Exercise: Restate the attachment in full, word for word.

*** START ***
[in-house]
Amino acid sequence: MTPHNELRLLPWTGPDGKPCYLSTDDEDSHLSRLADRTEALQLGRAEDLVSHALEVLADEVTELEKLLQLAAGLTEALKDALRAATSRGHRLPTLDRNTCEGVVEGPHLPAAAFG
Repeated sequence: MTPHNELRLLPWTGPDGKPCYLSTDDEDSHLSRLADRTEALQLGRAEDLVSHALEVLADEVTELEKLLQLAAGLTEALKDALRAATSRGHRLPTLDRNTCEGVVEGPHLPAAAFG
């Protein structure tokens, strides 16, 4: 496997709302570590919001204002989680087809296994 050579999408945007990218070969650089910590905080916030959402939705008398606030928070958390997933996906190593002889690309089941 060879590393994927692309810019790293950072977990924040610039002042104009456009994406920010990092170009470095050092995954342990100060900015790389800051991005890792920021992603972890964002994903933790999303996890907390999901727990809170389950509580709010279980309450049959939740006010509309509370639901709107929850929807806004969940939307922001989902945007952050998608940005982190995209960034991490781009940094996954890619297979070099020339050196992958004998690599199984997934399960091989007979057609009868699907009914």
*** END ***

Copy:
[in-house]
Amino acid sequence: MTPHNELRLLPWTGPDGKPCYLSTDDEDSHLSRLADRTEALQLGRAEDLVSHALEVLADEVTELEKLLQLAAGLTEALKDALRAATSRGHRLPTLDRNTCEGVVEGPHLPAAAFG
Repeated sequence: MTPHNELRLLPWTGPDGKPCYLSTDDEDSHLSRLADRTEALQLGRAEDLVSHALEVLADEVTELEKLLQLAAGLTEALKDALRAATSRGHRLPTLDRNTCEGVVEGPHLPAAAFG
């Protein structure tokens, strides 16, 4: 496997709302570590919001204002989680087809296994 050579999408945007990218070969650089910590905080916030959402939705008398606030928070958390997933996906190593002889690309089941 060879590393994927692309810019790293950072977990924040610039002042104009456009994406920010990092170009470095050092995954342990100060900015790389800051991005890792920021992603972890964002994903933790999303996890907390999901727990809170389950509580709010279980309450049959939740006010509309509370639901709107929850929807806004969940939307922001989902945007952050998608940005982190995209960034991490781009940094996954890619297979070099020339050196992958004998690599199984997934399960091989007979057609009868699907009914």